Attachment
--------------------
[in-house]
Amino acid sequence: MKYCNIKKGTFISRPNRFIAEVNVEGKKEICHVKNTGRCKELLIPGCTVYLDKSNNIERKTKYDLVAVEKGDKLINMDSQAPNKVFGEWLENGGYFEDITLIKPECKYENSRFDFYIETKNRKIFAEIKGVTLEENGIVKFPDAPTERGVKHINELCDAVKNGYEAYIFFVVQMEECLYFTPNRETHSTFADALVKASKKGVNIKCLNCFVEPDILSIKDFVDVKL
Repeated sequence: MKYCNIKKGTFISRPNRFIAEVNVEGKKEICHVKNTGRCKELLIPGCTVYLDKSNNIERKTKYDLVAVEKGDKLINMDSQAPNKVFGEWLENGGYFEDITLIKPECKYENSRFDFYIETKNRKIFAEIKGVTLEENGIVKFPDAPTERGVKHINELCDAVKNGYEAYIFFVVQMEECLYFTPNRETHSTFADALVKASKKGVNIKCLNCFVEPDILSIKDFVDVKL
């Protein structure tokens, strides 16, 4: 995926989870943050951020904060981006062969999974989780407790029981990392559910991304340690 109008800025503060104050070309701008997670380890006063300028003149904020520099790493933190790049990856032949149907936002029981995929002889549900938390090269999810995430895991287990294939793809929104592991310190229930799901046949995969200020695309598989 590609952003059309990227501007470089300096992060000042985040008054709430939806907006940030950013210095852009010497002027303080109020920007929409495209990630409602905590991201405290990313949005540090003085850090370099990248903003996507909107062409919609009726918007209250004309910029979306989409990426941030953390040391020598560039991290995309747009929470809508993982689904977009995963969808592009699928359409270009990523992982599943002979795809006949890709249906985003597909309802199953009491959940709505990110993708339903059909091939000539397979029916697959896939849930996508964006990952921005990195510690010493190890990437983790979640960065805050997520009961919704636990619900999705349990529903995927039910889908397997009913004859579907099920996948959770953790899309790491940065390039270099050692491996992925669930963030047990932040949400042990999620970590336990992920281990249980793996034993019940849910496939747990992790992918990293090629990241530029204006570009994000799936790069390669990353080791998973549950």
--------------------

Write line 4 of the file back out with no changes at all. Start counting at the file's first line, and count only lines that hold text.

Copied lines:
């Protein structure tokens, strides 16, 4: 995926989870943050951020904060981006062969999974989780407790029981990392559910991304340690 109008800025503060104050070309701008997670380890006063300028003149904020520099790493933190790049990856032949149907936002029981995929002889549900938390090269999810995430895991287990294939793809929104592991310190229930799901046949995969200020695309598989 590609952003059309990227501007470089300096992060000042985040008054709430939806907006940030950013210095852009010497002027303080109020920007929409495209990630409602905590991201405290990313949005540090003085850090370099990248903003996507909107062409919609009726918007209250004309910029979306989409990426941030953390040391020598560039991290995309747009929470809508993982689904977009995963969808592009699928359409270009990523992982599943002979795809006949890709249906985003597909309802199953009491959940709505990110993708339903059909091939000539397979029916697959896939849930996508964006990952921005990195510690010493190890990437983790979640960065805050997520009961919704636990619900999705349990529903995927039910889908397997009913004859579907099920996948959770953790899309790491940065390039270099050692491996992925669930963030047990932040949400042990999620970590336990992920281990249980793996034993019940849910496939747990992790992918990293090629990241530029204006570009994000799936790069390669990353080791998973549950």